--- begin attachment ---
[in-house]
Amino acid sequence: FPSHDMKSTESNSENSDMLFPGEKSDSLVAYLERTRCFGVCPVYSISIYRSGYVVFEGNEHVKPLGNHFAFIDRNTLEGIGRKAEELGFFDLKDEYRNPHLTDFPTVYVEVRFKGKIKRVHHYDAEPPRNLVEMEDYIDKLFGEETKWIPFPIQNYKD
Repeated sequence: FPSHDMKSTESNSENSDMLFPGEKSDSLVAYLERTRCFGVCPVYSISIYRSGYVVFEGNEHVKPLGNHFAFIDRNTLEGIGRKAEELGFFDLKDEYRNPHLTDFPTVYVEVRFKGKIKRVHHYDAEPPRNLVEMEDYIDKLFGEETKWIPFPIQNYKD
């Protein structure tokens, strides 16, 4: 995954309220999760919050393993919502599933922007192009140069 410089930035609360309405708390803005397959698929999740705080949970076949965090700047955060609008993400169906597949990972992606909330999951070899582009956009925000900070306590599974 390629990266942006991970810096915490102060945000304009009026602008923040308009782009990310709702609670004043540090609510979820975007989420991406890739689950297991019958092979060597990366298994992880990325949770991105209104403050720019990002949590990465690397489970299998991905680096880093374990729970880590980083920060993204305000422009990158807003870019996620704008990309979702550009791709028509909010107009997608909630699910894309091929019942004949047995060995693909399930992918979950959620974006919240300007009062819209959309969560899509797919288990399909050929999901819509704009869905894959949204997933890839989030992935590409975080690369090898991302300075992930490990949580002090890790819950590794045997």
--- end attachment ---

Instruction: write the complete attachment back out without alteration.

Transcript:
[in-house]
Amino acid sequence: FPSHDMKSTESNSENSDMLFPGEKSDSLVAYLERTRCFGVCPVYSISIYRSGYVVFEGNEHVKPLGNHFAFIDRNTLEGIGRKAEELGFFDLKDEYRNPHLTDFPTVYVEVRFKGKIKRVHHYDAEPPRNLVEMEDYIDKLFGEETKWIPFPIQNYKD
Repeated sequence: FPSHDMKSTESNSENSDMLFPGEKSDSLVAYLERTRCFGVCPVYSISIYRSGYVVFEGNEHVKPLGNHFAFIDRNTLEGIGRKAEELGFFDLKDEYRNPHLTDFPTVYVEVRFKGKIKRVHHYDAEPPRNLVEMEDYIDKLFGEETKWIPFPIQNYKD
């Protein structure tokens, strides 16, 4: 995954309220999760919050393993919502599933922007192009140069 410089930035609360309405708390803005397959698929999740705080949970076949965090700047955060609008993400169906597949990972992606909330999951070899582009956009925000900070306590599974 390629990266942006991970810096915490102060945000304009009026602008923040308009782009990310709702609670004043540090609510979820975007989420991406890739689950297991019958092979060597990366298994992880990325949770991105209104403050720019990002949590990465690397489970299998991905680096880093374990729970880590980083920060993204305000422009990158807003870019996620704008990309979702550009791709028509909010107009997608909630699910894309091929019942004949047995060995693909399930992918979950959620974006919240300007009062819209959309969560899509797919288990399909050929999901819509704009869905894959949204997933890839989030992935590409975080690369090898991302300075992930490990949580002090890790819950590794045997």